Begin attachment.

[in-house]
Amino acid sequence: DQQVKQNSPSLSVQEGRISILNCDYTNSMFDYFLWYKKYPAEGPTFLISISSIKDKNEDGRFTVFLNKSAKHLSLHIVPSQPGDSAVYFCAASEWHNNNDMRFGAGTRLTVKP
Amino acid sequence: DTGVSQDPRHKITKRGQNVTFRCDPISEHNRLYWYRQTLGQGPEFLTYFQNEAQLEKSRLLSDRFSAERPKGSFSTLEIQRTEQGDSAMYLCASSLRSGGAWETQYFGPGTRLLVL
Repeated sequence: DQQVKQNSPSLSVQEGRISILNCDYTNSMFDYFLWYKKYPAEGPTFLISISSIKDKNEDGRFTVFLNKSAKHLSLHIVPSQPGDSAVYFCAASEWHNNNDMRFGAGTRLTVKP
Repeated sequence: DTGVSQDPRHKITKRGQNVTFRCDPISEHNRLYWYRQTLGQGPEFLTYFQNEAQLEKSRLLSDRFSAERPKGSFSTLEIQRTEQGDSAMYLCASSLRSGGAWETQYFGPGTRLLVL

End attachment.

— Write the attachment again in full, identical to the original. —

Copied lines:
[in-house]
Amino acid sequence: DQQVKQNSPSLSVQEGRISILNCDYTNSMFDYFLWYKKYPAEGPTFLISISSIKDKNEDGRFTVFLNKSAKHLSLHIVPSQPGDSAVYFCAASEWHNNNDMRFGAGTRLTVKP
Amino acid sequence: DTGVSQDPRHKITKRGQNVTFRCDPISEHNRLYWYRQTLGQGPEFLTYFQNEAQLEKSRLLSDRFSAERPKGSFSTLEIQRTEQGDSAMYLCASSLRSGGAWETQYFGPGTRLLVL
Repeated sequence: DQQVKQNSPSLSVQEGRISILNCDYTNSMFDYFLWYKKYPAEGPTFLISISSIKDKNEDGRFTVFLNKSAKHLSLHIVPSQPGDSAVYFCAASEWHNNNDMRFGAGTRLTVKP
Repeated sequence: DTGVSQDPRHKITKRGQNVTFRCDPISEHNRLYWYRQTLGQGPEFLTYFQNEAQLEKSRLLSDRFSAERPKGSFSTLEIQRTEQGDSAMYLCASSLRSGGAWETQYFGPGTRLLVL